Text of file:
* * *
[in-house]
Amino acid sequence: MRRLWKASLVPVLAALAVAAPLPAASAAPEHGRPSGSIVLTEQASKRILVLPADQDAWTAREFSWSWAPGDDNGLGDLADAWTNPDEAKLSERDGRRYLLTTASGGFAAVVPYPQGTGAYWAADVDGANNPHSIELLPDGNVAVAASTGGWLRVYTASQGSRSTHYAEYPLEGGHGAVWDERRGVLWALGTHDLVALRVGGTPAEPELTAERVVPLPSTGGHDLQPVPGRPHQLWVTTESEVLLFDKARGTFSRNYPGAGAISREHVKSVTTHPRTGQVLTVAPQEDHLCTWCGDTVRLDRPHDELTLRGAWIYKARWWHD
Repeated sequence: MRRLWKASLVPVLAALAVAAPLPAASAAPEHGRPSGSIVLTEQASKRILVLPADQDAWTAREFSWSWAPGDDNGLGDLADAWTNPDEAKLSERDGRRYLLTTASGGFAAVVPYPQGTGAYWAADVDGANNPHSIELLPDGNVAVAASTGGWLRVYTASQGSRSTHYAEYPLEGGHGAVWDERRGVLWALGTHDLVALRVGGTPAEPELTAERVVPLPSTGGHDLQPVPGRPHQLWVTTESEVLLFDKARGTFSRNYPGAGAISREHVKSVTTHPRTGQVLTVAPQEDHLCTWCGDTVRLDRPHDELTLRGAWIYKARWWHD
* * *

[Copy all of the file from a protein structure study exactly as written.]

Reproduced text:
[in-house]
Amino acid sequence: MRRLWKASLVPVLAALAVAAPLPAASAAPEHGRPSGSIVLTEQASKRILVLPADQDAWTAREFSWSWAPGDDNGLGDLADAWTNPDEAKLSERDGRRYLLTTASGGFAAVVPYPQGTGAYWAADVDGANNPHSIELLPDGNVAVAASTGGWLRVYTASQGSRSTHYAEYPLEGGHGAVWDERRGVLWALGTHDLVALRVGGTPAEPELTAERVVPLPSTGGHDLQPVPGRPHQLWVTTESEVLLFDKARGTFSRNYPGAGAISREHVKSVTTHPRTGQVLTVAPQEDHLCTWCGDTVRLDRPHDELTLRGAWIYKARWWHD
Repeated sequence: MRRLWKASLVPVLAALAVAAPLPAASAAPEHGRPSGSIVLTEQASKRILVLPADQDAWTAREFSWSWAPGDDNGLGDLADAWTNPDEAKLSERDGRRYLLTTASGGFAAVVPYPQGTGAYWAADVDGANNPHSIELLPDGNVAVAASTGGWLRVYTASQGSRSTHYAEYPLEGGHGAVWDERRGVLWALGTHDLVALRVGGTPAEPELTAERVVPLPSTGGHDLQPVPGRPHQLWVTTESEVLLFDKARGTFSRNYPGAGAISREHVKSVTTHPRTGQVLTVAPQEDHLCTWCGDTVRLDRPHDELTLRGAWIYKARWWHD